We may not realize just how often Mr. Armstrong went on cleanses during his ministry.

1941, summer—“I went on an 18-day fast for both physical and spiritual recharging. An unfit man cannot accomplish much. I returned to the new office in Eugene, Aug. 12, 1941, refreshed and renewed, with new vigor” (Autobiography of Herbert W. Armstrong, Vol. 2).

1944, August—”… spent two weeks in fasting, as we did nearly every summer, at a cabin on the Oregon coast beach, near Waldport” (ibid).

1945, August—”… two-weeks’ rest and opportunity to catch up on writing, while fasting in a cottage on the beach” (ibid).

1948, July—“This is the 21st day since we first started. I have been on a long orange-juice fast. Aside from two days when we were called back to Pasadena and I ate food, I have not eaten a bite of food during the 21 days. And I expect to remain in this quiet place, fasting and praying, for 10 more days …” (co-worker letter, July 7, 1948).

1958, summer—”… a period of fasting and rest …” (Autobiography, Vol. 2). That period lasted two or three weeks.

1961, November—“Right now Mrs. Armstrong and I are at Palm Springs again. This time I am taking two months (I hope, if no serious emergency cuts it short) for a sustained milk and lemon-juice fast, in an effort to get my entire digestive system readjusted, for a complete physical and mental rejuvenation — and also as a spiritual fast” (co-worker letter, Nov. 13, 1961).

1963, fall—“I decided I must take no more chances—I must stop right where I was, go on a stringent fast, get myself back into top physical condition, so that I may plunge on ahead in God’s Work in high tension once again” (co-worker letter, Nov. 10, 1963). He went on to explain that the fast lasted for two weeks.

1967, February—“During this ordeal I fasted 10 days …. I had been concerned over a heart condition and high blood pressure. I was slowed down in my work. That is now all gone” (co-worker letter, Feb. 27, 1967).

1973, June—“That morning I had come down with the flu and a severe head cold. It was the start of a three-day fast for me. On the plane, I occasionally sipped lemon juice and honey—but took no food” (Autobiography, Vol. 2).

1977, May—“I have started setting the example by five days fasting and prayer, and I am going back to it with my whole heart—I hope for the next five days!” (member letter, May 16, 1977).

9. Desire Good Health.

The most important step toward achieving an invigorating level of health is desiring it. And for some, perhaps especially those who have not experienced poor health, wanting to eat right can be a problem.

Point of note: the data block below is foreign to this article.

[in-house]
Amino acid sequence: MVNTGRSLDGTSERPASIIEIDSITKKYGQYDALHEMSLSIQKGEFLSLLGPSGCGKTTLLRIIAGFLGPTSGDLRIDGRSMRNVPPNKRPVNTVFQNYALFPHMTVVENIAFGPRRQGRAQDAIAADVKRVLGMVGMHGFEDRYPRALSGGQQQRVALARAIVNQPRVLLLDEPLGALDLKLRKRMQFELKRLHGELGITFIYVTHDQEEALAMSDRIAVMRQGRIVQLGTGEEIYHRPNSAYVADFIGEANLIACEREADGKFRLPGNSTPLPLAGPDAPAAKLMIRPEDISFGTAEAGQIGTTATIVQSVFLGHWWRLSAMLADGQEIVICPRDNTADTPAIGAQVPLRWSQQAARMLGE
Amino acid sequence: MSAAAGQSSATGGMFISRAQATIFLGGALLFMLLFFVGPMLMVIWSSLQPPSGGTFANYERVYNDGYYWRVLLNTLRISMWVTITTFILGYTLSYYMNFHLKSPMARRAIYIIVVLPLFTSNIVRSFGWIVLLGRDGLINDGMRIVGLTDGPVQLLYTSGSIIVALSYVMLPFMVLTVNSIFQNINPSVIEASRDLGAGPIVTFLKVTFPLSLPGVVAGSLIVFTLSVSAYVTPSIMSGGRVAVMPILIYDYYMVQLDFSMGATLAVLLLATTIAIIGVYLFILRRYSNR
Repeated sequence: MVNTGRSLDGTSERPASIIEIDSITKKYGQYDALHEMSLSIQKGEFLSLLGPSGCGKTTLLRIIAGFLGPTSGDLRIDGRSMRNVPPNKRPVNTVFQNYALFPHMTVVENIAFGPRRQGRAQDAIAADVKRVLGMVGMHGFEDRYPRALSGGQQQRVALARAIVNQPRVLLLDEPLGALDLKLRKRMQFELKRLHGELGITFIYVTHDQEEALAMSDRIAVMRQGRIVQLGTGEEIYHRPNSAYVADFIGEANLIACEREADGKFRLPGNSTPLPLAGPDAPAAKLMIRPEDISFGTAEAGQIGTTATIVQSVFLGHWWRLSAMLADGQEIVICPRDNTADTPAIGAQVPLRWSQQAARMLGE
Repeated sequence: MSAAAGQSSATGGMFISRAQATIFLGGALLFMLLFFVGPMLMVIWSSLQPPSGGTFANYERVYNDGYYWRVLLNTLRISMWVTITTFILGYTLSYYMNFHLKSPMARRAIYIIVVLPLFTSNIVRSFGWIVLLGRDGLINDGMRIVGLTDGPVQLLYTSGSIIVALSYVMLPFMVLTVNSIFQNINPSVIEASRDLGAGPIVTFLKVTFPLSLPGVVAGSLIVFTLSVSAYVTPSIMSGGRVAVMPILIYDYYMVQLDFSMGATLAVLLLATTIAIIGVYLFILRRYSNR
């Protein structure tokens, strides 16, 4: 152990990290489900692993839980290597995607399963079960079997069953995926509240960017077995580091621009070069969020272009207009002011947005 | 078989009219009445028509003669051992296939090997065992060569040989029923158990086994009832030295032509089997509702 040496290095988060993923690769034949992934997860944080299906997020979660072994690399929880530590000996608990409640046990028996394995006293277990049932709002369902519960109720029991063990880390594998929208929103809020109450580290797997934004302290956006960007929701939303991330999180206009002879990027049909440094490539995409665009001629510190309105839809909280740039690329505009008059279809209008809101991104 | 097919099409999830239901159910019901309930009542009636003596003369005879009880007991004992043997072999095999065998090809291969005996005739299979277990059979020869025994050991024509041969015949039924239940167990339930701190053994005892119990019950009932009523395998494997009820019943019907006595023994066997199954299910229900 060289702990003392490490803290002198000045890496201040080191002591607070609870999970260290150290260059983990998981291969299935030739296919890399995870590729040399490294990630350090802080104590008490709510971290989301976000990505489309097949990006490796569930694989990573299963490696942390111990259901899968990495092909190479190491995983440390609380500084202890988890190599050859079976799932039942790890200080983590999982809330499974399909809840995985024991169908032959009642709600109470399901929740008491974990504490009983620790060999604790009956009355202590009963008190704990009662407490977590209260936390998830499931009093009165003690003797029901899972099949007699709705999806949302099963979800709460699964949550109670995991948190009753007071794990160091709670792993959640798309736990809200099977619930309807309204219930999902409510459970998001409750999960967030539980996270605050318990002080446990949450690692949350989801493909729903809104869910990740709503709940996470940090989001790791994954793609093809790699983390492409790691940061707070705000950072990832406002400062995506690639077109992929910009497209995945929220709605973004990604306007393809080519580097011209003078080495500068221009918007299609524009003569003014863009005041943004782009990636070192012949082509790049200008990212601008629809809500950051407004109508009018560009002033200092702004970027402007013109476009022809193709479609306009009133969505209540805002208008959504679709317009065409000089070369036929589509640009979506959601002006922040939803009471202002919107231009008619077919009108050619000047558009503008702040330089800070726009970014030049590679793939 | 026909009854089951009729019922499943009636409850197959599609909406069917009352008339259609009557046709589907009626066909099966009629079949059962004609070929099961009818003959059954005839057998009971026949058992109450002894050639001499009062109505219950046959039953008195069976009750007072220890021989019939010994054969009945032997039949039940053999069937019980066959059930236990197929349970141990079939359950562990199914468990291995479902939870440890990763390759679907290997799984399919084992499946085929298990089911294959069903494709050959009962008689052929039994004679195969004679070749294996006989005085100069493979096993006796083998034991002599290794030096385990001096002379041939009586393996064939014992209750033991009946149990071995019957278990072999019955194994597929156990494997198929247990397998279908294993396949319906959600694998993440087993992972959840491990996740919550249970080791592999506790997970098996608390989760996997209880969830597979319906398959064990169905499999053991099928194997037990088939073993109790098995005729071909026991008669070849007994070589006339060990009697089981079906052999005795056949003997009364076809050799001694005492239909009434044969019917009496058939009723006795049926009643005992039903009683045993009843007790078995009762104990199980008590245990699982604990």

Let’s look at a few reasons why we should desire to work toward good health.

To fear God: Remember what Malachi 2 said about Levi, or Mr. Armstrong—he had a living fear of violating God’s law and government.

Mr. Armstrong wrote in the September 1962 Plain Truth, “The point is this: Obeying these seven laws [of health] is the responsibility of each individual. This knowledge is available! There is no excuse for human ignorance. Such knowledge always has been accessible. These laws we, ourselves, either observe and obey — or else we violate them and bring on lowered vitality, depleted energy, befogged and dulled minds, a feeling of ‘dopey’ laziness, and almost countless diseases” (“The Plain Truth About Fasting”). Each of us has an individual responsibility to observe and obey these health laws. Mr. Armstrong’s recognition of that demonstrated his godly fear.

Our bodies are temples for the Holy Spirit. Glorify God in your body (1 Corinthians 6:19-20).

For the Work: In an article titled “What Are the Secrets of My Youthful Vitality, Energy, Drive and Long Life?” Mr. Armstrong wrote, “I doubt if many men of even 50 or 55 could stand up under the rigorous ordeal of constant global travel, writing, radio and tv interviews, public speaking, the responsibility of major decisions in worldwide enterprises, and devoting 14 hours a day to vigorous, driving work” (Worldwide News, Nov. 15, 1982). Mr. Armstrong knew that he could not successfully serve God unless he was in good physical health. If you have your health, you can serve God’s Work more fully.

Mr. Armstrong continued in the same article, “I make it part of my education to study the factors that maintain good health. I learned that we humans are just what we eat. We came out of the ground. We are maintained by food that grows out of the ground. I learned that some famous doctors say that approximately 90 percent of sicknesses and diseases are caused by faulty diet. So I studied, many years ago, to learn about nutrition and diet.”